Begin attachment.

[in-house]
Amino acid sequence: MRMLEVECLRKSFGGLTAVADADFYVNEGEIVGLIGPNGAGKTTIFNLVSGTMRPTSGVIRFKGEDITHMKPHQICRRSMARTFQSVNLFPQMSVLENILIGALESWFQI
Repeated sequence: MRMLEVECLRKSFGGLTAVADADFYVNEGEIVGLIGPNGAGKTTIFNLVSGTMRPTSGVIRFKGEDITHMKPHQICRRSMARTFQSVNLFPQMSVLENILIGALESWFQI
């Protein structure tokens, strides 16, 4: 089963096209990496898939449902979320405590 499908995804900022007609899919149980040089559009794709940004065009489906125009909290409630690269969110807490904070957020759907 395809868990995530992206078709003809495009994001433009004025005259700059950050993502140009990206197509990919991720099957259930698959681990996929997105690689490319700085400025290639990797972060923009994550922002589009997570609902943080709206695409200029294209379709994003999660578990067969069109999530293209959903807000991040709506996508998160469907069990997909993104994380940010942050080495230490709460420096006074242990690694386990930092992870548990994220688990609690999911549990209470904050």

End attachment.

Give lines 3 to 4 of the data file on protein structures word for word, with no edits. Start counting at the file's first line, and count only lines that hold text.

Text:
Repeated sequence: MRMLEVECLRKSFGGLTAVADADFYVNEGEIVGLIGPNGAGKTTIFNLVSGTMRPTSGVIRFKGEDITHMKPHQICRRSMARTFQSVNLFPQMSVLENILIGALESWFQI
């Protein structure tokens, strides 16, 4: 089963096209990496898939449902979320405590 499908995804900022007609899919149980040089559009794709940004065009489906125009909290409630690269969110807490904070957020759907 395809868990995530992206078709003809495009994001433009004025005259700059950050993502140009990206197509990919991720099957259930698959681990996929997105690689490319700085400025290639990797972060923009994550922002589009997570609902943080709206695409200029294209379709994003999660578990067969069109999530293209959903807000991040709506996508998160469907069990997909993104994380940010942050080495230490709460420096006074242990690694386990930092992870548990994220688990609690999911549990209470904050």